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July 6, 2015: Leaving Grass Camp

It’s quite strange. Always, upon first getting to any camp, the terrain seems strange, and usually uninviting. Then in short order, it becomes familiar, a home of sorts. Why is this?

This was again true in this particular instance. We arrived at this camp last Wednesday—and the area then seemed foreign. The grass was knee deep. We waded through it, tied up the horses, and assessed the situation. It had trees for highlining, and there was just enough room for a half-dozen tents and horses.

We put up highlines – they crossed the area like telephone lines. We tied the horses to the highlines, and they trampled, pooped, and grazed down the grass. We erected tents and pulled a silver tarp over spruce pole lean to. This became our cooking/communal gathering area.

Kathy (the BCHA president) set up a porta-potty, so that people weren’t pooping all over hell and creation. This was good for me because with my back being sore, it was near-impossible to squat. It was also good for those of us who had dogs that like to roll in shit.

This morning, we dismantled camp—gear was put in bins, bags, and packs, and then tied and strapped to our horses’ backs.

Leaving the area felt like leaving home – I kept scouring the area for items that might otherwise be left behind. I found nothing. Yes, it felt odd to leave a place, a place that I’d shared with a large dysfunctional family.

I opted to ride Tinni out, well knowing that my side was barely up to the task. The trek out had a few painful moments, a bounce here, a misstep there, but good ole Mr. Tinni did not disappoint. He took me back to the roadside trailhead, following Hrimmi, who via the leadline, was attached to Raudi.

The higher trail was firm underfoot. The previous day, Tony Kavalock and company did some trail restoration at a creek crossing, so we did not (as we had to on the way in) deal with tree roots. We did have to deal with the muddy, oozy section, but because it had been dry, this did not cause us undue concern.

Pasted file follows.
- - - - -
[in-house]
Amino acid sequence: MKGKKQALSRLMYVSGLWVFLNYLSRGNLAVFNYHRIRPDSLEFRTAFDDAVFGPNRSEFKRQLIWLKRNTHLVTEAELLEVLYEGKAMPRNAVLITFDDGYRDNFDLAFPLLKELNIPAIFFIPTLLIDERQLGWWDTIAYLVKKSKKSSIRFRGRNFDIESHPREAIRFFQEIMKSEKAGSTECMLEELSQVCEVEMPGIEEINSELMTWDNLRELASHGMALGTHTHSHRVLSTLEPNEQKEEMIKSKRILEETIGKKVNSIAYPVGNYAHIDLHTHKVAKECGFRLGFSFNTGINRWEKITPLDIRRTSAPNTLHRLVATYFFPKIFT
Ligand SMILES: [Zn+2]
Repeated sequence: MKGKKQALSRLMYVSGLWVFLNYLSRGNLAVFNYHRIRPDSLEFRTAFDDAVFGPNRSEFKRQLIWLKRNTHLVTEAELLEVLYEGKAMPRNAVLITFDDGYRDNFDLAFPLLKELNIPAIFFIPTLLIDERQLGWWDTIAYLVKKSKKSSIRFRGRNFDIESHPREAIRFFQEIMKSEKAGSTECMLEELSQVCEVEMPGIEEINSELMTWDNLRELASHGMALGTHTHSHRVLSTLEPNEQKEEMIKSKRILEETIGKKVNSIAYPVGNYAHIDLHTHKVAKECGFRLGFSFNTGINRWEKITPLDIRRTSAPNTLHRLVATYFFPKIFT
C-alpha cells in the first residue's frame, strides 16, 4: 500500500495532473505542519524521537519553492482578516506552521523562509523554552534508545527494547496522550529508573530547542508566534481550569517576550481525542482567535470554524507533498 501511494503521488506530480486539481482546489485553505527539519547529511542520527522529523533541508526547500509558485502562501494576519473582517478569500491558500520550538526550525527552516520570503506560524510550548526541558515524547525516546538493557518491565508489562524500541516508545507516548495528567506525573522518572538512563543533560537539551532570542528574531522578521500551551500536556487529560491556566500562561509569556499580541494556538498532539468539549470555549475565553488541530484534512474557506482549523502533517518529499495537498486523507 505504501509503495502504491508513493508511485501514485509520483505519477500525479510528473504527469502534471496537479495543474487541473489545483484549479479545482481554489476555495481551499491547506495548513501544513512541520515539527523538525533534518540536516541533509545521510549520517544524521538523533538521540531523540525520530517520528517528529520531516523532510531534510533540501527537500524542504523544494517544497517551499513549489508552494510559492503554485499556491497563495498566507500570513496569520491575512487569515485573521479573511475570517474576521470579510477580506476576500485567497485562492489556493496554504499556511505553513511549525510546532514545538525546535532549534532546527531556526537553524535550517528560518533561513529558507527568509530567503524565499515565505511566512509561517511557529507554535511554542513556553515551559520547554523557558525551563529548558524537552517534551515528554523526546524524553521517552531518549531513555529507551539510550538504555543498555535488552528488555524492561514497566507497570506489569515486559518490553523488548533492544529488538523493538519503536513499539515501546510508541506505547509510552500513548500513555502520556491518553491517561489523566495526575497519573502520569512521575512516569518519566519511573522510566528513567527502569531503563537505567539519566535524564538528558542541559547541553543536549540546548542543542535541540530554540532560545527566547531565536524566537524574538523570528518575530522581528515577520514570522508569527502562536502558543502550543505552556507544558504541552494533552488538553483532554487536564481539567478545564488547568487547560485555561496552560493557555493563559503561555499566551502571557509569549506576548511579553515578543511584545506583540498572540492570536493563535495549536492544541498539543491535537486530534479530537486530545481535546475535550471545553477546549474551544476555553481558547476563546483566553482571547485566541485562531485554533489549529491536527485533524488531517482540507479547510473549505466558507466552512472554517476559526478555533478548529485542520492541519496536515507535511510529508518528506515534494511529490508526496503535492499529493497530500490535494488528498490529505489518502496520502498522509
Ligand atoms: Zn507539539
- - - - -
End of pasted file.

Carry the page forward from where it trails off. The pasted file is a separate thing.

I became concerned, when farther down trail, we again had to cross a series of boggy sections. I tried not to picture it, a horse sinking into a bog like Jessica’s pony had done a few days earlier. I needn’t have given the matter any thought – Tinni picked his way carefully across the bad stretches and we both emerged unscathed. Afterwards, gloating, I said that I didn’t get any mud on my boots.

I was relieved to reach the trailhead, though I knew that we weren’t yet home free. This was because the trailhead was adjacent to the Parks Highway and accompanying heavy traffic. If a dog or horse darted into the road, they’d undoubtedly be killed. I by now had the dogs on leashes and a firm grip on the leashes. And though Tinni has never gotten away from me, I still held fast to his reins just in case he got a wild hair up his butt. I about got down and kissed the gravel when finally, Raudi and Hrimmi were tied up to the trailer.

Gear and tack were removed; horses were brushed, watered, and loaded into their respective trailers. There were, in retrospect, far too many horses (34) and far too many people (28) on this trip, thus increasing the likelihood that there would be an accident of some kind.

Our making it safely back to the trailhead filled me with great joy. I’d say that for me it was an okay trip because I didn’t get to do any day trips; rather, I just hung out at camp and directed traffic. However, my riding Tinni out was a good sign for it meant that in a few days I’d again be riding Raudi.

Next: 174. 7/7/15: Home on the Range

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